Report: Higher Education Creates 'White Racial Privilege'

Researchers said white students are disproportionately concentrated at elite, well-funded colleges.

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While the number of minority students entering the nation's higher education system is growing by the thousands every year, they are being funneled into underfunded institutions while white students are concentrated in more elite and selective universities, according to researchers at Georgetown University.

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The report, released on Wednesday by the university's Center on Education and the Workforce, found that the same racial and ethnic divide found in the nation's K-12 schools is repeated in higher education, perpetuating what researchers call a "white racial privilege."

"The postsecondary system mimics and magnifies the racial and ethnic inequality in educational preparation it inherits from the K-12 system and then projects this inequality into the labor market," the report says.

Although African-Americans' and Hispanics' participation in higher education has been growing faster than white students, the report found that whites are over-represented in the nation's 468 most selective and well-funded colleges and are increasingly vacating the less selective open-access, two- and four-year colleges, which admit a majority of their applicants. On the other hand, African-American and Hispanic students are concentrated at 3,250 of these open-access colleges.

Between 1995 and 2009, freshman enrollment for African-Americans and Hispanics increased by 73 percent and 107 percent respectively, while freshman enrollment for whites only increased by 15 percent, the report says. Still, the large majority of new white enrollments – more than 80 percent – have been at the top 468 colleges, while more than 70 percent of new African-American and Hispanic enrollments have been at open-access colleges.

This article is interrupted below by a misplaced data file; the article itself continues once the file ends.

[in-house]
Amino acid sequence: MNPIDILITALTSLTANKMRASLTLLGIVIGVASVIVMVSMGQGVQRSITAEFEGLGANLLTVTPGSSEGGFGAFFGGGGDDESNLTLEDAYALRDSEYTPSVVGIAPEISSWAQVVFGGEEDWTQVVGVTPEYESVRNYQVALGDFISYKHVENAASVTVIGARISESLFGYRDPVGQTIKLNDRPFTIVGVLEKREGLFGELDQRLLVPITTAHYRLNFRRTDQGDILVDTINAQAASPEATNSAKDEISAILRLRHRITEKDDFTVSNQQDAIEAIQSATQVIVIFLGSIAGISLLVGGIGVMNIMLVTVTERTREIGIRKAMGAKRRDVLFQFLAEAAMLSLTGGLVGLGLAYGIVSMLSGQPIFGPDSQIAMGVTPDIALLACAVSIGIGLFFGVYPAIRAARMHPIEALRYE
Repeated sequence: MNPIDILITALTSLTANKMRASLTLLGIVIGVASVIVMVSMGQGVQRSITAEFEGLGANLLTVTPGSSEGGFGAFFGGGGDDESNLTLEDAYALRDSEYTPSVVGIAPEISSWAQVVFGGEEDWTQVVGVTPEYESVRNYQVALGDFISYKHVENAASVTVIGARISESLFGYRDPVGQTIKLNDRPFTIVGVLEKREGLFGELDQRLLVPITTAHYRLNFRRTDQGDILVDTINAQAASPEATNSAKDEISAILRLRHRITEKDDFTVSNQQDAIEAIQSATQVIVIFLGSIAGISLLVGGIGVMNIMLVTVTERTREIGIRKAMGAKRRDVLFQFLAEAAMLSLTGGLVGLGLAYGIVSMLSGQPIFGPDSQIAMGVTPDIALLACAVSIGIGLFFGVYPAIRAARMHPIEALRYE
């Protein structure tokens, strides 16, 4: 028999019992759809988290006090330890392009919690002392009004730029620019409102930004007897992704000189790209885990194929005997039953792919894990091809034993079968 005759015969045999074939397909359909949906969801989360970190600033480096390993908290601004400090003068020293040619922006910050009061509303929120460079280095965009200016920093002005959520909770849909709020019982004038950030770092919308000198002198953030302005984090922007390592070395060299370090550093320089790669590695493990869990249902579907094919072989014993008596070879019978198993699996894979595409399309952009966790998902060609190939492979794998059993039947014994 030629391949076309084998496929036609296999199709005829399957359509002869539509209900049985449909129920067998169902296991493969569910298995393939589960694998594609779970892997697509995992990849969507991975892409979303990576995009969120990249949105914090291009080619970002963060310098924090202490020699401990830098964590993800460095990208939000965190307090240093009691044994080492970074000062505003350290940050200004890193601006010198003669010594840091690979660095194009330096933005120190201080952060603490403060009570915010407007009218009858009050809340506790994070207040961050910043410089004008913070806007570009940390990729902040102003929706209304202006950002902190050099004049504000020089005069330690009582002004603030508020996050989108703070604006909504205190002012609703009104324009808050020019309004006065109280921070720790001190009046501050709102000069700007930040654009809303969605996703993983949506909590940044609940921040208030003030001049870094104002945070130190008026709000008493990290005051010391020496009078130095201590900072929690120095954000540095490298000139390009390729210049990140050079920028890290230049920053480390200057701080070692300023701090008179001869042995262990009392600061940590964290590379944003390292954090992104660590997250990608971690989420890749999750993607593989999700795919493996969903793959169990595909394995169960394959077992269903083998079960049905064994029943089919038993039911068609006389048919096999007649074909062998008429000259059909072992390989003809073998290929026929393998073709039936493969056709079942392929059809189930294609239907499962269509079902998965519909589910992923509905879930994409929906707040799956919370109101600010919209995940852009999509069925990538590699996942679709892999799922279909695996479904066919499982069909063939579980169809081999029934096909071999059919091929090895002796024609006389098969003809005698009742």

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White enrollment at elite institutions compared to the rest of the college-aged population has also been increasing. In 1995, whites made up 68 percent of the college-age population and 77 percent of enrollment at top schools – a 9 percentage point advantage. By 2009, that advantage increased to 13 percentage points.

The report also says the country's higher education system does not treat students equally, regardless of their qualifications. Although many minorities are unprepared for college, whites who are just as unprepared are still presented with more opportunities and more likely to receive a bachelor's degree, the report says.

While more than 30 percent of African-Americans and Hispanics with a high school grade point average of 3.5 or higher attended community colleges, only 22 percent of whites with the same GPA attended the same level of schooling. Likewise, the report found that 57 percent of minority students with scores higher than 1200 out of 1600 (the SAT scoring scale changed to a maximum of 2400 points in 2005) on the SAT eventually received some sort of certificate or degree, compared to 77 percent of whites with similar scores.

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Because more whites end up in more elite schools, the system disproportionately tracks many qualified minorities on "educational pathways that don't allow them to fulfill their educational and career potential," the report says.

Access to top institutions is important because the schools spend anywhere from two to nearly five times as much on instruction per student as open-access colleges. This matters because the extra spending leads to higher chances of attaining a bachelor's degree, which the report considers an "important threshold for racial equality in education and earnings."

"It is difficult to clearly mark the point where racial discrimination ends and economic depravation begins, but the evidence is clear that both negatively affect educational and economic opportunity and are most powerful in combination," the report says.

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